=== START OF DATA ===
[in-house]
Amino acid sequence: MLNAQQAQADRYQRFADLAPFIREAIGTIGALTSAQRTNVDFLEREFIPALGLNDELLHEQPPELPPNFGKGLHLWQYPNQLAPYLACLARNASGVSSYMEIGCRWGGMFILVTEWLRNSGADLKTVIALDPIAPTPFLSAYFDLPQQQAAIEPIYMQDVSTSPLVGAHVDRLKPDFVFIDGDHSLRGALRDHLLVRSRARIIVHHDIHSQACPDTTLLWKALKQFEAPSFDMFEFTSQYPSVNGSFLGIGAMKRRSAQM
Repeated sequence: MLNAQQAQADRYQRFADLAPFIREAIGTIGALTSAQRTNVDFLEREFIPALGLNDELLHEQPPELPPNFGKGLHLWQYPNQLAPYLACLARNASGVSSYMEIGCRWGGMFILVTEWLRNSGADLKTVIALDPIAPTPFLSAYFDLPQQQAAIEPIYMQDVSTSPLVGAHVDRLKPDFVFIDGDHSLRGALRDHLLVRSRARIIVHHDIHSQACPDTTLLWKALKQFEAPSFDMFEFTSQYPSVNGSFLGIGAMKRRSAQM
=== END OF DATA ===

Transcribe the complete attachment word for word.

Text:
[in-house]
Amino acid sequence: MLNAQQAQADRYQRFADLAPFIREAIGTIGALTSAQRTNVDFLEREFIPALGLNDELLHEQPPELPPNFGKGLHLWQYPNQLAPYLACLARNASGVSSYMEIGCRWGGMFILVTEWLRNSGADLKTVIALDPIAPTPFLSAYFDLPQQQAAIEPIYMQDVSTSPLVGAHVDRLKPDFVFIDGDHSLRGALRDHLLVRSRARIIVHHDIHSQACPDTTLLWKALKQFEAPSFDMFEFTSQYPSVNGSFLGIGAMKRRSAQM
Repeated sequence: MLNAQQAQADRYQRFADLAPFIREAIGTIGALTSAQRTNVDFLEREFIPALGLNDELLHEQPPELPPNFGKGLHLWQYPNQLAPYLACLARNASGVSSYMEIGCRWGGMFILVTEWLRNSGADLKTVIALDPIAPTPFLSAYFDLPQQQAAIEPIYMQDVSTSPLVGAHVDRLKPDFVFIDGDHSLRGALRDHLLVRSRARIIVHHDIHSQACPDTTLLWKALKQFEAPSFDMFEFTSQYPSVNGSFLGIGAMKRRSAQM